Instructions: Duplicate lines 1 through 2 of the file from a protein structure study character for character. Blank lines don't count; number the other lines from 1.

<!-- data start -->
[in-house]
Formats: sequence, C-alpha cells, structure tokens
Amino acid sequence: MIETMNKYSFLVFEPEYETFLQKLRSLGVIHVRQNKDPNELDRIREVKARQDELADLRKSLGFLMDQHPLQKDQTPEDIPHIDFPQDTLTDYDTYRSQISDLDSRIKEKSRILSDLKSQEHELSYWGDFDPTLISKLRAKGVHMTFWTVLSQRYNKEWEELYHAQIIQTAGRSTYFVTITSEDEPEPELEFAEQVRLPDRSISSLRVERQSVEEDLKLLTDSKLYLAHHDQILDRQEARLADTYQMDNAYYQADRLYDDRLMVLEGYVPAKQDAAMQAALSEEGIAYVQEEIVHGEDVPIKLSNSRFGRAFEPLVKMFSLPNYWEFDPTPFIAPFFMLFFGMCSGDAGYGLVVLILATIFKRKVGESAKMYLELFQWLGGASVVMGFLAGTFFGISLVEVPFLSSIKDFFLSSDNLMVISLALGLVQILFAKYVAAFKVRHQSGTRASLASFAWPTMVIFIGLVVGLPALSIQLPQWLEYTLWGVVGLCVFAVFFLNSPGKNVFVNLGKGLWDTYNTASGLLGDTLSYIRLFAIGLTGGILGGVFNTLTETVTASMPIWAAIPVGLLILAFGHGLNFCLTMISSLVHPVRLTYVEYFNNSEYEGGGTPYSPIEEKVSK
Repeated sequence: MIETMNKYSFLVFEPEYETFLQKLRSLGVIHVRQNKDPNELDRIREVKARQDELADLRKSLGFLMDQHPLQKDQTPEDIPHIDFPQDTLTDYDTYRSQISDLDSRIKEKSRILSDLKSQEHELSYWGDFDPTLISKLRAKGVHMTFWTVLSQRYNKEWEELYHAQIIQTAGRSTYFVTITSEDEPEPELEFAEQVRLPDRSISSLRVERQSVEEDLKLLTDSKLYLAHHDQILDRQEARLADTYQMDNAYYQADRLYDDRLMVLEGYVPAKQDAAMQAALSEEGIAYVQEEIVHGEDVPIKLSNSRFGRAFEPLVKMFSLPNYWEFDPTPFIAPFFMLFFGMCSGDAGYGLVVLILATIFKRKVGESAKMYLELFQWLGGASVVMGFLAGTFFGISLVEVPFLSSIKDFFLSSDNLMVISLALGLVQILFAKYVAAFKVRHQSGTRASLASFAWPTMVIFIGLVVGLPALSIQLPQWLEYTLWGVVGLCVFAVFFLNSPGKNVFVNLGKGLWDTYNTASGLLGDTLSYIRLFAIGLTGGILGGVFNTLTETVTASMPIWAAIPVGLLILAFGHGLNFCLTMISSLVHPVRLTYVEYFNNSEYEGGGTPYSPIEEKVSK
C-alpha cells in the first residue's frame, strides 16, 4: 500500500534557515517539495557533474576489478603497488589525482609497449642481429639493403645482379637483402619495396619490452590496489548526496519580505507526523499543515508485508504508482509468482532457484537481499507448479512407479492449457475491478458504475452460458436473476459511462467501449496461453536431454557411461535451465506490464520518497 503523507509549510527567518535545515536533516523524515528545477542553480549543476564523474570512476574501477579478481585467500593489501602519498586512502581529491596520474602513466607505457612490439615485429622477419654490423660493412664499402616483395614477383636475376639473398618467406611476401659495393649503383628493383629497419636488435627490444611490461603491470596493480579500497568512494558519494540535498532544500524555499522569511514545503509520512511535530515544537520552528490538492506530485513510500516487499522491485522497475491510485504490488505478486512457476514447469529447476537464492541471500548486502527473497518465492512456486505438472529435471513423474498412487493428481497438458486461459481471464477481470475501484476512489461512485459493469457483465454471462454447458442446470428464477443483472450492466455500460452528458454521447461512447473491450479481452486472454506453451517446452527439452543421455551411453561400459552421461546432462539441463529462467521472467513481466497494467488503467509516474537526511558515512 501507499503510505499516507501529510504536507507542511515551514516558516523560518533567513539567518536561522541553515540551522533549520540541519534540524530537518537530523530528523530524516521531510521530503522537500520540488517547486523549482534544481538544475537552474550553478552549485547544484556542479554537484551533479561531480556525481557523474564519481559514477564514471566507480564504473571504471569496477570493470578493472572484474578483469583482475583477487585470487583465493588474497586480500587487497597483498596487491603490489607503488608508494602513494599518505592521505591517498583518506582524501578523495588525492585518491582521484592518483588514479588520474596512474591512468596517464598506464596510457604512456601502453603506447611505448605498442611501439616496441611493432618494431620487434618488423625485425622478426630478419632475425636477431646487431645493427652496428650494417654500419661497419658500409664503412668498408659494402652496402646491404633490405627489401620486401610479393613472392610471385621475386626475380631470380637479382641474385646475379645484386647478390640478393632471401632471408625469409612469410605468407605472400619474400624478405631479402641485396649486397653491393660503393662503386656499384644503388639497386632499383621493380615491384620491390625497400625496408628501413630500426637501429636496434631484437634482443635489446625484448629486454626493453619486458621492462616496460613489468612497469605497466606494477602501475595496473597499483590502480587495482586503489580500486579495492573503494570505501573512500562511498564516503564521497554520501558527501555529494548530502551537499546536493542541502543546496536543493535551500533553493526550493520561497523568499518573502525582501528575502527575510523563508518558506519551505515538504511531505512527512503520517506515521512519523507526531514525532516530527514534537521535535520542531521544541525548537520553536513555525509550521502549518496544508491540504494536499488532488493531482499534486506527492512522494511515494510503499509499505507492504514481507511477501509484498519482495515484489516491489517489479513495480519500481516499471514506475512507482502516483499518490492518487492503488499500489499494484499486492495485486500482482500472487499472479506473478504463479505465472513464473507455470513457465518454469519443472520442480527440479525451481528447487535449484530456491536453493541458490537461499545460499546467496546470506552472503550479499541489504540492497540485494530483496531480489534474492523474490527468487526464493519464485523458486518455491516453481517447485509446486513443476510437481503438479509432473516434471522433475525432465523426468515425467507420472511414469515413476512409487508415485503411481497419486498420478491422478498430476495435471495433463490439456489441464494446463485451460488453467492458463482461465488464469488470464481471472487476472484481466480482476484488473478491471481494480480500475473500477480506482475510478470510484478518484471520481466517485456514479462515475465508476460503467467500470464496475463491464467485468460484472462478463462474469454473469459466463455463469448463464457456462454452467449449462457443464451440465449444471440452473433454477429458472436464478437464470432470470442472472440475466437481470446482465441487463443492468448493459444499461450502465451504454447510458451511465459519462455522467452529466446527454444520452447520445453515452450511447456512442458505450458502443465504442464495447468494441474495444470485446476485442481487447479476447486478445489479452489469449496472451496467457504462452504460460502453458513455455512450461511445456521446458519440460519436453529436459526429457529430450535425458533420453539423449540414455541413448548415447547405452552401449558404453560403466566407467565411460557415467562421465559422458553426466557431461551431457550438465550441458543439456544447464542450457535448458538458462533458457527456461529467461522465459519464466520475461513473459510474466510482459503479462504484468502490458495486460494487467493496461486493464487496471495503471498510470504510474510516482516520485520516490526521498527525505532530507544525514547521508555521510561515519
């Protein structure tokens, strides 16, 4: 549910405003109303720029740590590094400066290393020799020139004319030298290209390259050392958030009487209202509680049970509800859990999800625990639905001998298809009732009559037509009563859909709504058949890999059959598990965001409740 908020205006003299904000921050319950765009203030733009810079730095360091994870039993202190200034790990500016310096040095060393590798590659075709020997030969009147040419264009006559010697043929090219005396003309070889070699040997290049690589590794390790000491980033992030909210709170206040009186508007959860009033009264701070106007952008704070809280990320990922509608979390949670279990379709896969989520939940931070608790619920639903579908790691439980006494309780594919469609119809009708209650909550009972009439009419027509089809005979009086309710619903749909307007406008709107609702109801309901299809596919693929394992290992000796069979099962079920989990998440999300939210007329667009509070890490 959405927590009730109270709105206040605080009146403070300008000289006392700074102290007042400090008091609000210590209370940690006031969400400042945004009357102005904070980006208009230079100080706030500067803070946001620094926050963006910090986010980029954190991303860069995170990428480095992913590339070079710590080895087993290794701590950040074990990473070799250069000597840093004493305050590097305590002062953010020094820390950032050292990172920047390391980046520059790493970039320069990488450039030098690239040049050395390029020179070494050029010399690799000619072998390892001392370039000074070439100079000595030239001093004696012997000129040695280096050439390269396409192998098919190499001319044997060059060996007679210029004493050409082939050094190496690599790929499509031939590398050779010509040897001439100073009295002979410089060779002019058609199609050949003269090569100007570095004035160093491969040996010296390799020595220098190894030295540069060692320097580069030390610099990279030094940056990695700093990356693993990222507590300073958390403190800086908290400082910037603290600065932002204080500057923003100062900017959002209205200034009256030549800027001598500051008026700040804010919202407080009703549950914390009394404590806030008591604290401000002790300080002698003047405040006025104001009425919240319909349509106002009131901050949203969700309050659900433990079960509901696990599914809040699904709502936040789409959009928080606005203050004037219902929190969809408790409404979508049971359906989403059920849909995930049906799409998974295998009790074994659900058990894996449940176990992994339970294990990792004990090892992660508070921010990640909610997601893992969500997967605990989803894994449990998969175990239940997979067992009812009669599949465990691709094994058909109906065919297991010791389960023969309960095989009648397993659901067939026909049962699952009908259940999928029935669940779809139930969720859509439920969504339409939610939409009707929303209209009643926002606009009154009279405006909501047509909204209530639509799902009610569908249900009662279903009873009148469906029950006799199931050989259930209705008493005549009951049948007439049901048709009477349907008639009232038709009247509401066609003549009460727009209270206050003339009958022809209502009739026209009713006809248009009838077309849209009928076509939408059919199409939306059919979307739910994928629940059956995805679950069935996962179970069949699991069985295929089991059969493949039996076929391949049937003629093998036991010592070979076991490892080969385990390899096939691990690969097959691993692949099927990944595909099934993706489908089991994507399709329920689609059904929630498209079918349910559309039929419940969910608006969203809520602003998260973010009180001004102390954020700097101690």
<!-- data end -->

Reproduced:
[in-house]
Formats: sequence, C-alpha cells, structure tokens